A lot of it is about making choices. One can save a LOT of money by not eating out and cooking everything from scratch. I personally do that and rent out rooms in my home which brings in quite a bit of money. I have been doing this for years, so have no credit card debt and a very low mortgage because I have been paying it down for decades. I choose to spend my savings on private education and music lessons for my children (I also get help with scholarships and grandparents) instead of holidays and clothes. I haven't had one in years and I only buy clothes when I'm desperate (ie shoes falling apart) and have spent less than £100 a year for clothes (including shoes) for many many years. We spend the weekends in our backyard instead of at disneyland. I sell old things online and get new things for free and use a lot of hand me downs. I have a comfortable life that works for me and my family, but I'm sure there are people around me who think I overindulge and those who think I am deprived.

Trills Sun 19-Jan-14 19:36:13

Even if you have exactly the same essential income and outgoings with no external help, you may have different priorities.

You may see that the family next door has better Xs than you, but you don't notice that they never have any Y, and that their Zs are all second-hand.

Fairylea Sun 19-Jan-14 19:38:14

Hmm well on paper we seem very poor - dh works 50 hours a week as a retail manager earning about 16k and I am currently at home due to health problems and also being a sahm to our two dc.

However, we live in a very nice semi detached house in the middle of the country with an extremely small mortgage (£250 a month).

We are lucky to be in that position with the house because back in the day when I did work I had a very senior position and worked in London and was able to pay off my mortgage. I then downsized and moved to the countryside.

So I guess people probably look at us and think we must be mortgaged up to the eyeballs and wonder how we manage to buy new stuff etc but it comes from a very stressful previous life as it were!

I do appreciate how lucky we are.

Fairylea Sun 19-Jan-14 19:39:49

(Sorry meant to add the only reason we have a mortgage now is because dh has effectively brought into the house and we used some capital for home improvements and an extension).

Trills Sun 19-Jan-14 19:41:52

Do you think that smallish savings on things like utilities or coffees etc can produce enough for school fees or other major lifestyle expenditures?

No. Savings on things like that can make the difference between nearly affording school fees and actually being able to afford them, but can't pay for school fees entirely.

Private school = £3,000/term (ish). £9,000/year. A rather expensive cup of coffee costs £3 (for roundness). So that's 3,000 coffees a year. Over 8 cups of coffee per day.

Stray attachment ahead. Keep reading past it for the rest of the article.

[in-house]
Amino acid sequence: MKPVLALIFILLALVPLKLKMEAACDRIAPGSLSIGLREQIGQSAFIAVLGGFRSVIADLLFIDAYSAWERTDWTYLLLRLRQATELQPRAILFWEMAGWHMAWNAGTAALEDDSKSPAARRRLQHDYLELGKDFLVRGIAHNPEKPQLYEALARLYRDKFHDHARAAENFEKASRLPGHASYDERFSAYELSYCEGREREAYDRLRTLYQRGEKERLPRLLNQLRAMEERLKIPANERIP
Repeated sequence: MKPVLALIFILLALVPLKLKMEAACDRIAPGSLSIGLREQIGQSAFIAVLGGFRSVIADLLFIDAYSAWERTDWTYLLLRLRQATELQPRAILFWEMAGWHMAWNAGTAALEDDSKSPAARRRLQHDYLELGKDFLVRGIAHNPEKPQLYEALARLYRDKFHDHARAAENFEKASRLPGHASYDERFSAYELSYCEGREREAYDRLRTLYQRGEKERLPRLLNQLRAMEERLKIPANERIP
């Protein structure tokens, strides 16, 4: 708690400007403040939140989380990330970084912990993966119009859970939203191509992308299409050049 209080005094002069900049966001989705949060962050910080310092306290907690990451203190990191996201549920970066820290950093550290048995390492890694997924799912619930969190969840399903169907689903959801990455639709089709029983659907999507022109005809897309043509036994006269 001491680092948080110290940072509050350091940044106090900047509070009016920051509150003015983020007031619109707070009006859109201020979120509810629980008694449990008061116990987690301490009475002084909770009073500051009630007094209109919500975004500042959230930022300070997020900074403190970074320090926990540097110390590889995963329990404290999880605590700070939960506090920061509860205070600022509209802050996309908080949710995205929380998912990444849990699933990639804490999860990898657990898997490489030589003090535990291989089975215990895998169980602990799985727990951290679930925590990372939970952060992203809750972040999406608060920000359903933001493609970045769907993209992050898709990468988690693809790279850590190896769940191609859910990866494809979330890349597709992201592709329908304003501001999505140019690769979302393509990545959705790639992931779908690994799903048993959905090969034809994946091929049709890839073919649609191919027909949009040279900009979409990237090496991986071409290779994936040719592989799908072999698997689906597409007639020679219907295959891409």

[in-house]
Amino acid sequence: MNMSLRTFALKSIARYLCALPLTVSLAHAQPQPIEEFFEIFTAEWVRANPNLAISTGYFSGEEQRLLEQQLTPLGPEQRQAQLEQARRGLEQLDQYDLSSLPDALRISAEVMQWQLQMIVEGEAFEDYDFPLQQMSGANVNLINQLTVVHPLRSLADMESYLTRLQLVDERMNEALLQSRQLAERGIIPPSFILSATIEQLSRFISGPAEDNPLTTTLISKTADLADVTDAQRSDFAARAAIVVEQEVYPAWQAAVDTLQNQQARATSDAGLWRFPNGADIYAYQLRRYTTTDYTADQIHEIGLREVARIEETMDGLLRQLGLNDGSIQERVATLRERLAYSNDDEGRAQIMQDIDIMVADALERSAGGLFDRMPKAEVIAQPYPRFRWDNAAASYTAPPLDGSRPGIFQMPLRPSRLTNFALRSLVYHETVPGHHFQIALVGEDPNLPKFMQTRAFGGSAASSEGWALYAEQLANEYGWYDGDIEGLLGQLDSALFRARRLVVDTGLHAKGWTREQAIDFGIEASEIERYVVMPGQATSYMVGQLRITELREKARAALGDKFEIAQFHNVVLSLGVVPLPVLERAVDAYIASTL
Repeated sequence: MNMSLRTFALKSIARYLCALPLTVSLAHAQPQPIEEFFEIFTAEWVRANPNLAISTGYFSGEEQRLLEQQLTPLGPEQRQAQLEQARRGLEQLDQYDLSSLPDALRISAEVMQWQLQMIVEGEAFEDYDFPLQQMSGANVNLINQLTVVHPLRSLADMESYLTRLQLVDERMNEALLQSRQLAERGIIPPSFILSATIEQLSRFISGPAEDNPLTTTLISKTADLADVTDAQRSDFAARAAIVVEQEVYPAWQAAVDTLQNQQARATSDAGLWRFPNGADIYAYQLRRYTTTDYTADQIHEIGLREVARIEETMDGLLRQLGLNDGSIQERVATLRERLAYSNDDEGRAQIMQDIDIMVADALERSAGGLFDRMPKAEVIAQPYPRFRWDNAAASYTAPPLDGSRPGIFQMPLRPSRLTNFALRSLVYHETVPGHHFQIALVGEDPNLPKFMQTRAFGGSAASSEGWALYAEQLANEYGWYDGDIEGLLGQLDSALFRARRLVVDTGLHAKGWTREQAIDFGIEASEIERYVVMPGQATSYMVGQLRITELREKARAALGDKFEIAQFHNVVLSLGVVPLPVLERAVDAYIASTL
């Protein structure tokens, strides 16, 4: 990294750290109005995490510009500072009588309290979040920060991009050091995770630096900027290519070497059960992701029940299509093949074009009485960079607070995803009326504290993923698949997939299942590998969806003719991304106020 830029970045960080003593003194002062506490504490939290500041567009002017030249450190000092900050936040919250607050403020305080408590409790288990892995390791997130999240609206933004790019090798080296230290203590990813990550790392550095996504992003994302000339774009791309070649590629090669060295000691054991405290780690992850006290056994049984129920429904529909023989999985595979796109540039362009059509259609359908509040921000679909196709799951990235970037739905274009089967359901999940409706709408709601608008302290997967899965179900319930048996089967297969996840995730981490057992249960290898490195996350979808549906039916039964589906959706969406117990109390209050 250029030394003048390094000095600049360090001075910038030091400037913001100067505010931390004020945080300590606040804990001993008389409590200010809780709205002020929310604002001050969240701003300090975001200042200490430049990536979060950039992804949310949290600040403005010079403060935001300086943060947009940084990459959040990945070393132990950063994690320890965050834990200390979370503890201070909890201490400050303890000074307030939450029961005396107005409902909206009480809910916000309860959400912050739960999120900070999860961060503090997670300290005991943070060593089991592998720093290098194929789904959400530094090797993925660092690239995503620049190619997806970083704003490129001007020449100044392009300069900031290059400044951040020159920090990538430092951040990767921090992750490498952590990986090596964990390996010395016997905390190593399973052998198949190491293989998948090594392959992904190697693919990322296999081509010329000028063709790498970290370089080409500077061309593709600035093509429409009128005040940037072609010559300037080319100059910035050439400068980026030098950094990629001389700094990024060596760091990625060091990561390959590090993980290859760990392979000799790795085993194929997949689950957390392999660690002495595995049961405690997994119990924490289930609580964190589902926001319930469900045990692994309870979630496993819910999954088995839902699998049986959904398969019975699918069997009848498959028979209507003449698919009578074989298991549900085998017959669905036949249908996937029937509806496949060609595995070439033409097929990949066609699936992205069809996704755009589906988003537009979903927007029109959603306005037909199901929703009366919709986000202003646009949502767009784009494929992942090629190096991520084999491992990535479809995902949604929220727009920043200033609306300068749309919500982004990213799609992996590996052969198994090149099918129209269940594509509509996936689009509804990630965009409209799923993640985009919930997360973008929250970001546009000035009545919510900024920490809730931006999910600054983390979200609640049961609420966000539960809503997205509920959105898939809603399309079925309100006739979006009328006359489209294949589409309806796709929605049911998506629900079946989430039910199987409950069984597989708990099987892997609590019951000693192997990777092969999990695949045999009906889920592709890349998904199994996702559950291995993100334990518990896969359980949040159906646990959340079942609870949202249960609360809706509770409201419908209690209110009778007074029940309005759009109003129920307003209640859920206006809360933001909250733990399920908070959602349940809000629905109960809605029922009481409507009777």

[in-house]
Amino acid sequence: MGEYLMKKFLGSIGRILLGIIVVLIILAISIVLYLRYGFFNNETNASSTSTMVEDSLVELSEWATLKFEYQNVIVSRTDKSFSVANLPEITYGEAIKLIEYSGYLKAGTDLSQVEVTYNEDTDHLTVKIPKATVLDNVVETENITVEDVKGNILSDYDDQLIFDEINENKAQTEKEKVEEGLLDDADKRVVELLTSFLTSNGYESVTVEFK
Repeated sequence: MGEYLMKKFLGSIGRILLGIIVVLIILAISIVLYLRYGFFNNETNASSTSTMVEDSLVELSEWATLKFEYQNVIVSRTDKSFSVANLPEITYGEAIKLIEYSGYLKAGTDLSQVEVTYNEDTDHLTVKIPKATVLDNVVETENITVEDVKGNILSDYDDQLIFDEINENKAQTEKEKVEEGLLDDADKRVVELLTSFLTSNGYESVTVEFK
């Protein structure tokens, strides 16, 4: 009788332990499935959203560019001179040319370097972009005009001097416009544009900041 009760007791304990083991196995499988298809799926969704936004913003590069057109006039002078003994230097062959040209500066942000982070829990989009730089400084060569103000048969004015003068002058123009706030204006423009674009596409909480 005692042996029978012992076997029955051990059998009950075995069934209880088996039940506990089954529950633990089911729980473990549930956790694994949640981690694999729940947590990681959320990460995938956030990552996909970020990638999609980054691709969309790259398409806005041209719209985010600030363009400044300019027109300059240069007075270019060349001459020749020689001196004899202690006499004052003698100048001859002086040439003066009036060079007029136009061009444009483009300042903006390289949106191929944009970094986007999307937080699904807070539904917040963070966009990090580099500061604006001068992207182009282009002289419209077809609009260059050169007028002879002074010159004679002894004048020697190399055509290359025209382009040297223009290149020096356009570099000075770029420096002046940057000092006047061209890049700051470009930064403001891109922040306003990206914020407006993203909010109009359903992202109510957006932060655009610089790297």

Or to do it the other way round, if you have a £3 cups of coffee every weekday, you could save £780 in a year. That's nowhere near enough for private school! You'd need to find ten more places where you were "wasting" that much money in order to be able to save enough for school fees.

Grennie Sun 19-Jan-14 19:44:44

Financial help from family and/or inheritances. We have had no financial help from anyone. I have thought the same as the OP, until hearing things dropped in like - when my Aunt died I inherited a bit, or my parents like to help us out.

jimijack Sun 19-Jan-14 19:45:29

I know what you mean.
I notice folk have really nice clothes, cars, houses decked out really nicely and they earn what we earn.

Could it be credit cards, loans & debt?

Supermum222 Sun 19-Jan-14 20:14:47

Childcare makes a huge difference. I have a boy, almost 10, and a girl aged 5. Due to no family support I returned to work part time and had to pay a fair whack of my salary out in childcare (both children were 10 months old when I returned to work). I dread to think how much almost 10 years of childcare has cost me.
It also depends on things like grandparent help (financially)...we have had none. We also pay a high payment on our mortgage but we do that so it is paid off early (March 2017...can't wait). One of my colleagues has an interest only mortgage and no childcare (as Grandma does it all for them for free) so they have loads more cash on a day to day basis. However, they are only paying interest on their mortgage! Crazy.
Some people are up to their necks in debt and don't care. We have no debt (apart from remaining mortgage). We also have 2 cars but one is 10 year old now. No finance on either car. We save to change cars.
Some people inherit. We haven't but will do one day.

Supermum222 Sun 19-Jan-14 20:17:23

One of the mum's at school (who is a SAHM) really shows off all the time. I often wonder how she affords things as her hubby earns a similar amount to my hubby.
Her hubby told me she goes to another town and shops in cheap shops (where no one can see her) LOL.

BikeRunSki Sun 19-Jan-14 20:28:17

Company cars. DH and I both have company cars (both do lots of work mileage, both cars are "tools" rather than "perks"), but it means we have much bigger and better cars we would do if we paid for them ourselves.

We do pay for all out childcare though. And spend a lot of annual leave driving 6 hrs to visit family.